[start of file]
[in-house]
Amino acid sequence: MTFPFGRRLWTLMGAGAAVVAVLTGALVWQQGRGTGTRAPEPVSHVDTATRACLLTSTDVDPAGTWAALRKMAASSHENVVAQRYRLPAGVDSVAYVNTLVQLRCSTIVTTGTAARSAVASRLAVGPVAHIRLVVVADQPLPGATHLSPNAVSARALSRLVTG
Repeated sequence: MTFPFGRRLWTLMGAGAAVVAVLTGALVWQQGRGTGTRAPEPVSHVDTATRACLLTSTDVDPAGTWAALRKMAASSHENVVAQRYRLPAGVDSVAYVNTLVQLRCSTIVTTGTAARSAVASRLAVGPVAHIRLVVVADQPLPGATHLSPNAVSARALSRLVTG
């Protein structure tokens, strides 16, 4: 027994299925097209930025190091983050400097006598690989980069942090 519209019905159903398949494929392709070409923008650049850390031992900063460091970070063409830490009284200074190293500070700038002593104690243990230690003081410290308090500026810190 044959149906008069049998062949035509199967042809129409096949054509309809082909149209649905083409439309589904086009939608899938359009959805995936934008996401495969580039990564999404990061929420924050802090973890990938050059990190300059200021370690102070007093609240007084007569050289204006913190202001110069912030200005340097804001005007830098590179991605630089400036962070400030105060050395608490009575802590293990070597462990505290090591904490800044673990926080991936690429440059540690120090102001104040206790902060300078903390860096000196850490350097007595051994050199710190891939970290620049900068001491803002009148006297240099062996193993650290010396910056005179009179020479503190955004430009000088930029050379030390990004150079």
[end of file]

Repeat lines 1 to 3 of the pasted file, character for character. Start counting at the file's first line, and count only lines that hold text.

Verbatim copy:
[in-house]
Amino acid sequence: MTFPFGRRLWTLMGAGAAVVAVLTGALVWQQGRGTGTRAPEPVSHVDTATRACLLTSTDVDPAGTWAALRKMAASSHENVVAQRYRLPAGVDSVAYVNTLVQLRCSTIVTTGTAARSAVASRLAVGPVAHIRLVVVADQPLPGATHLSPNAVSARALSRLVTG
Repeated sequence: MTFPFGRRLWTLMGAGAAVVAVLTGALVWQQGRGTGTRAPEPVSHVDTATRACLLTSTDVDPAGTWAALRKMAASSHENVVAQRYRLPAGVDSVAYVNTLVQLRCSTIVTTGTAARSAVASRLAVGPVAHIRLVVVADQPLPGATHLSPNAVSARALSRLVTG